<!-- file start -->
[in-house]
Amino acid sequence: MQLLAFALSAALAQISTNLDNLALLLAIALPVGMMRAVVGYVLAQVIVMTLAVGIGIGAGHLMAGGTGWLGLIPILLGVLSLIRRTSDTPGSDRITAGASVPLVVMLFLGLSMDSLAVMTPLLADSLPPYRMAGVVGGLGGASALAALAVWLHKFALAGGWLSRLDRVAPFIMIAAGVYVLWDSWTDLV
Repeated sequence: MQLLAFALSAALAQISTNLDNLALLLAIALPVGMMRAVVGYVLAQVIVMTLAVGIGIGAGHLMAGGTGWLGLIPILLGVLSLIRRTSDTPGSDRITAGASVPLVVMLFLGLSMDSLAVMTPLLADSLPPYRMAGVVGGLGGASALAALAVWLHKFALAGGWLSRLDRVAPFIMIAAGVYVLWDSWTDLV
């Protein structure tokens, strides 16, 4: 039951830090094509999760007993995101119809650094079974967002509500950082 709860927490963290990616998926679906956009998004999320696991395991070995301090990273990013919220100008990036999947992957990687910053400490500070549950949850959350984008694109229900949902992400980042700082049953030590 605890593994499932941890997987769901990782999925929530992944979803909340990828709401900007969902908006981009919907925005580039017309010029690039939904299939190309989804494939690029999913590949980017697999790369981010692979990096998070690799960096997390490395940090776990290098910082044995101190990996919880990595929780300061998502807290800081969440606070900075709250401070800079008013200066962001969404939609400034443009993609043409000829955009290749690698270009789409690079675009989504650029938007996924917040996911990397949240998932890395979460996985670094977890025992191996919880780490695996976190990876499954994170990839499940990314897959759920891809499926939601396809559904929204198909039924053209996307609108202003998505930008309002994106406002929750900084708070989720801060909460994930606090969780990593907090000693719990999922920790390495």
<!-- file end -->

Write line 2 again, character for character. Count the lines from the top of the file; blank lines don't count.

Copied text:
Amino acid sequence: MQLLAFALSAALAQISTNLDNLALLLAIALPVGMMRAVVGYVLAQVIVMTLAVGIGIGAGHLMAGGTGWLGLIPILLGVLSLIRRTSDTPGSDRITAGASVPLVVMLFLGLSMDSLAVMTPLLADSLPPYRMAGVVGGLGGASALAALAVWLHKFALAGGWLSRLDRVAPFIMIAAGVYVLWDSWTDLV